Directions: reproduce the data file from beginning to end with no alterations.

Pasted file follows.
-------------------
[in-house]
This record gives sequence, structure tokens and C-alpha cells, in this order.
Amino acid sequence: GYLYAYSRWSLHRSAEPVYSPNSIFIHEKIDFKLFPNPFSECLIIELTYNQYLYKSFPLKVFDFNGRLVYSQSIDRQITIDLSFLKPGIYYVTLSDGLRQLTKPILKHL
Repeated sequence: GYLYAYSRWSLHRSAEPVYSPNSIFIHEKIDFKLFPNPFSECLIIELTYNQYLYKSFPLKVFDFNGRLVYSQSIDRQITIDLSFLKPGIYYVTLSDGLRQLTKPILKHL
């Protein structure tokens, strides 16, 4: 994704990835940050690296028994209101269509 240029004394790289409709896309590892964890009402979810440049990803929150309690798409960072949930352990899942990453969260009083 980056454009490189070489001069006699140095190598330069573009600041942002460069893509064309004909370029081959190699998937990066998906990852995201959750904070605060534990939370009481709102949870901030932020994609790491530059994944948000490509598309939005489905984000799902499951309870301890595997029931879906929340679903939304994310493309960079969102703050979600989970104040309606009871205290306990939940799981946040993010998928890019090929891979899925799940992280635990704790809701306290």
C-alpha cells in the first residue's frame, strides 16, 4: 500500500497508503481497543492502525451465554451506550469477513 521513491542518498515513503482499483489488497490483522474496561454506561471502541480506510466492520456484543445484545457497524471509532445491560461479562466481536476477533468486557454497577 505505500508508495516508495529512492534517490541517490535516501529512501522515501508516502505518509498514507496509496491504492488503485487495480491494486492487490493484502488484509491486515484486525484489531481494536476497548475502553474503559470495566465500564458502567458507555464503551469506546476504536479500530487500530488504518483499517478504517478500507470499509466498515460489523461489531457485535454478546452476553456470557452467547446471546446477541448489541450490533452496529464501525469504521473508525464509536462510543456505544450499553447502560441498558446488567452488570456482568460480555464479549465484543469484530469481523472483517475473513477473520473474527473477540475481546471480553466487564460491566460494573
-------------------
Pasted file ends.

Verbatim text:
[in-house]
This record gives sequence, structure tokens and C-alpha cells, in this order.
Amino acid sequence: GYLYAYSRWSLHRSAEPVYSPNSIFIHEKIDFKLFPNPFSECLIIELTYNQYLYKSFPLKVFDFNGRLVYSQSIDRQITIDLSFLKPGIYYVTLSDGLRQLTKPILKHL
Repeated sequence: GYLYAYSRWSLHRSAEPVYSPNSIFIHEKIDFKLFPNPFSECLIIELTYNQYLYKSFPLKVFDFNGRLVYSQSIDRQITIDLSFLKPGIYYVTLSDGLRQLTKPILKHL
């Protein structure tokens, strides 16, 4: 994704990835940050690296028994209101269509 240029004394790289409709896309590892964890009402979810440049990803929150309690798409960072949930352990899942990453969260009083 980056454009490189070489001069006699140095190598330069573009600041942002460069893509064309004909370029081959190699998937990066998906990852995201959750904070605060534990939370009481709102949870901030932020994609790491530059994944948000490509598309939005489905984000799902499951309870301890595997029931879906929340679903939304994310493309960079969102703050979600989970104040309606009871205290306990939940799981946040993010998928890019090929891979899925799940992280635990704790809701306290």
C-alpha cells in the first residue's frame, strides 16, 4: 500500500497508503481497543492502525451465554451506550469477513 521513491542518498515513503482499483489488497490483522474496561454506561471502541480506510466492520456484543445484545457497524471509532445491560461479562466481536476477533468486557454497577 505505500508508495516508495529512492534517490541517490535516501529512501522515501508516502505518509498514507496509496491504492488503485487495480491494486492487490493484502488484509491486515484486525484489531481494536476497548475502553474503559470495566465500564458502567458507555464503551469506546476504536479500530487500530488504518483499517478504517478500507470499509466498515460489523461489531457485535454478546452476553456470557452467547446471546446477541448489541450490533452496529464501525469504521473508525464509536462510543456505544450499553447502560441498558446488567452488570456482568460480555464479549465484543469484530469481523472483517475473513477473520473474527473477540475481546471480553466487564460491566460494573